Photo: Obesity in Mexico
A United Nations food expert has called for a “state of emergency” in Mexico to battle both food poverty and obesity, and suggested that changes to the country’s agricultural policies could tackle the two problems simultaneously.
Olivier De Schutter, the UN Special Rapporteur on the right to food, said that some 19 million Mexicans are food insecure, “but at the same time, Mexico is one of the countries most severely affected by overweight and obesity, second only to the United States.”<
“A state of emergency should be declared,” he said at the end of a week-long visit to Mexico, according to a press statement released by the UN Office of the High Commissioner for Human Rights (OHCHR).
Mr. De Schutter said both undernutrition and overnutrition are the result of several factors, including monocropping and export-led agriculture at the expense of healthy and diverse diets, policies skewed towards the interests of rich farmers rather than smallholders, and marketing of energy-rich foods by companies.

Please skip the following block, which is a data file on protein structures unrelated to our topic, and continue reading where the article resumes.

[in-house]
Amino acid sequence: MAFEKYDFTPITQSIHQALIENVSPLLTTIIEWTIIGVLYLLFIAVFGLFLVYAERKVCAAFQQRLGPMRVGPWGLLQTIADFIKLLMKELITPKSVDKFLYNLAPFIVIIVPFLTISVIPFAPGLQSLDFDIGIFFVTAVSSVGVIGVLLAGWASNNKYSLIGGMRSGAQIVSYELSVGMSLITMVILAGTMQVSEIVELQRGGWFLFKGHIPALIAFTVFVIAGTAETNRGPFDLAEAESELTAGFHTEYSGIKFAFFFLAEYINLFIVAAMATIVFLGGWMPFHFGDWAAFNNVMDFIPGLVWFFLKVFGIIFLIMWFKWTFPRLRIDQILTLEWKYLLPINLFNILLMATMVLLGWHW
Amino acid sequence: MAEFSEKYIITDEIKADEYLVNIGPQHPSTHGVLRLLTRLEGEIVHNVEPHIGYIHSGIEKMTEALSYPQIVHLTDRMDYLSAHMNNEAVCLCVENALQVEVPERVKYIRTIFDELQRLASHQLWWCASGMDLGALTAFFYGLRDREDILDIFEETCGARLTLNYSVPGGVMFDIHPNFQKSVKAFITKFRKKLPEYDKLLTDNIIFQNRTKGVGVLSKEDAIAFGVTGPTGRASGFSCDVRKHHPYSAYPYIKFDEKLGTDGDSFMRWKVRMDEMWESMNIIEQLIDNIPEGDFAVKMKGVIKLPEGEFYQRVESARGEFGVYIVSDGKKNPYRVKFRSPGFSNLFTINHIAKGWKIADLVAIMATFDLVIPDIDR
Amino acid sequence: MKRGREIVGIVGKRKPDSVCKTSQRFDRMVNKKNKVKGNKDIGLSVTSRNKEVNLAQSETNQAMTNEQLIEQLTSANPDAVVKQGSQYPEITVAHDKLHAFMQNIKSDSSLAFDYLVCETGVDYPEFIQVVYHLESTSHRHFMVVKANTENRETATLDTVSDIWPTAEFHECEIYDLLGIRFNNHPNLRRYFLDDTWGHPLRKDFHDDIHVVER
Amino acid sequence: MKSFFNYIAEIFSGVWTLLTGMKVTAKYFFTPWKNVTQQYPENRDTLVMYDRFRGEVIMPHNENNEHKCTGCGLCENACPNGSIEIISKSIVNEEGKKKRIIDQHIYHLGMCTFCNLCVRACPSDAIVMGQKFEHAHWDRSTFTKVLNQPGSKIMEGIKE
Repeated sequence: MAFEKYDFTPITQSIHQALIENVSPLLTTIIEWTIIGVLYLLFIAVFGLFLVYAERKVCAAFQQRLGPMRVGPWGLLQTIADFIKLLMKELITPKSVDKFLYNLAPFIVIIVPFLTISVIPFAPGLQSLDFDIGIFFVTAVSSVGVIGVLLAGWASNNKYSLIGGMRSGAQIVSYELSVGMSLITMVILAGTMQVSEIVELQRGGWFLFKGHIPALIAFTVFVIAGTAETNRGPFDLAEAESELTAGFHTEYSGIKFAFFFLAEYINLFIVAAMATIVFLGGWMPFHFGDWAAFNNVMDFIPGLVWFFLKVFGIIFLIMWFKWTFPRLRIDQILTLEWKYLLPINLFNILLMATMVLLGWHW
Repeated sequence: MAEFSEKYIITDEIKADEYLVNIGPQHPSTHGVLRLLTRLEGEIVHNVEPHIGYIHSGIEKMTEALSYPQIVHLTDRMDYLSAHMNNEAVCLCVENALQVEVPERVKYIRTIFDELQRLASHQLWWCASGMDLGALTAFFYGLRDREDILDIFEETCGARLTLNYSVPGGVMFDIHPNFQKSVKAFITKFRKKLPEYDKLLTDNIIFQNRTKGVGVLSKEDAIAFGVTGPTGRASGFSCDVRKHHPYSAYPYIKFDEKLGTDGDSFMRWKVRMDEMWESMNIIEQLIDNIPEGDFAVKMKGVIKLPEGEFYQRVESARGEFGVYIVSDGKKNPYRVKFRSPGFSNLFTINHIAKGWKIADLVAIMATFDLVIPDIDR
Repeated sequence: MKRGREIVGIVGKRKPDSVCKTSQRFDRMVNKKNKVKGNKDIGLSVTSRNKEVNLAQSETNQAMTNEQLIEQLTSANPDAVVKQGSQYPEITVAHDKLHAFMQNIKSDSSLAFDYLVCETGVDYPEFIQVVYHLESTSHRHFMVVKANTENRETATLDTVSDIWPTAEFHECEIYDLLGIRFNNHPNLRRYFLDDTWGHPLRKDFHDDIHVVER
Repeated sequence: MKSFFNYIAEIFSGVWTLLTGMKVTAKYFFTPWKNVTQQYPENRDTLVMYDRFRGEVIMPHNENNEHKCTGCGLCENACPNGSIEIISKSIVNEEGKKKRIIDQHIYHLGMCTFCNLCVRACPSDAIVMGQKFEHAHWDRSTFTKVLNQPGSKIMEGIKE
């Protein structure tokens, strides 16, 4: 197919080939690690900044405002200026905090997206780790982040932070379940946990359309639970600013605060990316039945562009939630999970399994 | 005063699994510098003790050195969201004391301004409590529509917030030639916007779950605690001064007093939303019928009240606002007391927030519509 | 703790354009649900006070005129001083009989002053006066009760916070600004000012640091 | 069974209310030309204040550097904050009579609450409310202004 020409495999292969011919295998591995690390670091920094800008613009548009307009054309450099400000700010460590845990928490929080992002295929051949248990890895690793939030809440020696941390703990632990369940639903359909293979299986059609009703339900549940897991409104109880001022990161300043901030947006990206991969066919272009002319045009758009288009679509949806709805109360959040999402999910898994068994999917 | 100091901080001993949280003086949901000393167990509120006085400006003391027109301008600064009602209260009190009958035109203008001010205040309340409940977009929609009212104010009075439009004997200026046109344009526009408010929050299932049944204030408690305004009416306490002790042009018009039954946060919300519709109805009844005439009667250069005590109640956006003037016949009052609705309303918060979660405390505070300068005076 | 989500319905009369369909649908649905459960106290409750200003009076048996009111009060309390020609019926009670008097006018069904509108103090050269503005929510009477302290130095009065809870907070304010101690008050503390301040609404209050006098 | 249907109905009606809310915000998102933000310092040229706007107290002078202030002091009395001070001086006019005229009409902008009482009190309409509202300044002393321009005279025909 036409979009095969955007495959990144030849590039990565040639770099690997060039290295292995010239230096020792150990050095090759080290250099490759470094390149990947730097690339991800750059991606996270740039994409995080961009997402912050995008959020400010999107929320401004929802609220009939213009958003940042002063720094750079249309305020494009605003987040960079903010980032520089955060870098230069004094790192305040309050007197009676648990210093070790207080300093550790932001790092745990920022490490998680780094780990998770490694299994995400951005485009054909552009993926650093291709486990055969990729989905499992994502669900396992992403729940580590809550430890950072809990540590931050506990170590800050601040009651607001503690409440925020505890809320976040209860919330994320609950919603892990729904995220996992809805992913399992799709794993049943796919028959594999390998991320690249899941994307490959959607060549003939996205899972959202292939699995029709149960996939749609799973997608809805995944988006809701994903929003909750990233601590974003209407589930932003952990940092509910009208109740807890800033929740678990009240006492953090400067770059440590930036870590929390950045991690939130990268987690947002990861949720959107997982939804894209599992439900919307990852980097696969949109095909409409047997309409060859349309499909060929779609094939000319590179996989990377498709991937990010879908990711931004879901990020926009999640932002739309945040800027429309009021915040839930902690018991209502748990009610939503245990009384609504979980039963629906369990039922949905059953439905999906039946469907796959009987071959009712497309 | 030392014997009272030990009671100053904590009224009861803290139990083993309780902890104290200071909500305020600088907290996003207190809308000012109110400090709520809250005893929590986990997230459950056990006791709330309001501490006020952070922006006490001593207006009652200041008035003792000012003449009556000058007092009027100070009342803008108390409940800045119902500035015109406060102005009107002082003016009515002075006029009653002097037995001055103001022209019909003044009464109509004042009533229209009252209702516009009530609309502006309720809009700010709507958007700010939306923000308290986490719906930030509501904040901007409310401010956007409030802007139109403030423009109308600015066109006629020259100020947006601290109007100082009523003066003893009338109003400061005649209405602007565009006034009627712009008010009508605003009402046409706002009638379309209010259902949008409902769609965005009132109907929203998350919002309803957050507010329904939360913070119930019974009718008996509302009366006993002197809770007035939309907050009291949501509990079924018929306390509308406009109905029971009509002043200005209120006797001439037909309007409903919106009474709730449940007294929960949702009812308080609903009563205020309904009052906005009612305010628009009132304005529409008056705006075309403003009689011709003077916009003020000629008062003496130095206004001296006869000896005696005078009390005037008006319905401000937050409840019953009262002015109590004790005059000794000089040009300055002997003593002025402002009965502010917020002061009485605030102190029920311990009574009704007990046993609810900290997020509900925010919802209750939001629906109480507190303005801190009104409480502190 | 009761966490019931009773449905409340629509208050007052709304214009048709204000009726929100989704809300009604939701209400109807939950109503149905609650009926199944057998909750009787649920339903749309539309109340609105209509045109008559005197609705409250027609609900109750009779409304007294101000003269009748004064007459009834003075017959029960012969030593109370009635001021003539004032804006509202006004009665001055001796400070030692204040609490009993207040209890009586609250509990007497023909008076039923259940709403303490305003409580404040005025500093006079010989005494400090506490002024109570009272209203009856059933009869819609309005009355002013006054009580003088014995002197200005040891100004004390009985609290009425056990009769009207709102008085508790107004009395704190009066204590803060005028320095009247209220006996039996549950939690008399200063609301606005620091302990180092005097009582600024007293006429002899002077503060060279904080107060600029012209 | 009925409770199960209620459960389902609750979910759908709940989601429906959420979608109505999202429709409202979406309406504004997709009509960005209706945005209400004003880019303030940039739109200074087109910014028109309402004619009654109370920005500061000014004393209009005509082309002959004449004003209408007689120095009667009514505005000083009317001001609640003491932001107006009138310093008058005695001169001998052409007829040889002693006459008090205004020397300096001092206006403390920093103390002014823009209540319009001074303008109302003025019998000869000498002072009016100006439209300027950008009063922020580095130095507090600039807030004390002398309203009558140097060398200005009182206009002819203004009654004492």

“Agricultural policies and social policies aiding consumers should be made mutually supportive and support local food systems that could present most benefits for consumer and small-scale farmers alike,” he said.
“For instance, existing food aid programmes should source more of their food supplies from small-scale, local producers to increase their incomes and to ensure the provision of fresh foods to consumers.”
Mr. De Schutter also called for a moratorium on field trials of genetically modified (GM) maize and said the Government should prevent the introduction of transgenic maize, claiming they would not benefit most farmers since it would lead them to gradually depend on seeds protected by intellectual property rights that may make farming prohibitively expensive.
“The introduction of GM maize in Mexico will pose a serious threat to agrobiodiversity, a crucial asset in the face of future threats and unpredictable changes brought about by climate change,” he said.
The Special Rapporteur said agrarian reform “should focus on smallholders and aim at scaling up agroecological techniques. It should start by developing pro-poor agricultural policies: the current policies favour the richest states, the richest municipalities and the richest producers.”
Mr. De Schutter, who serves in an independent and unpaid capacity, reports to the Human Rights Council in Geneva.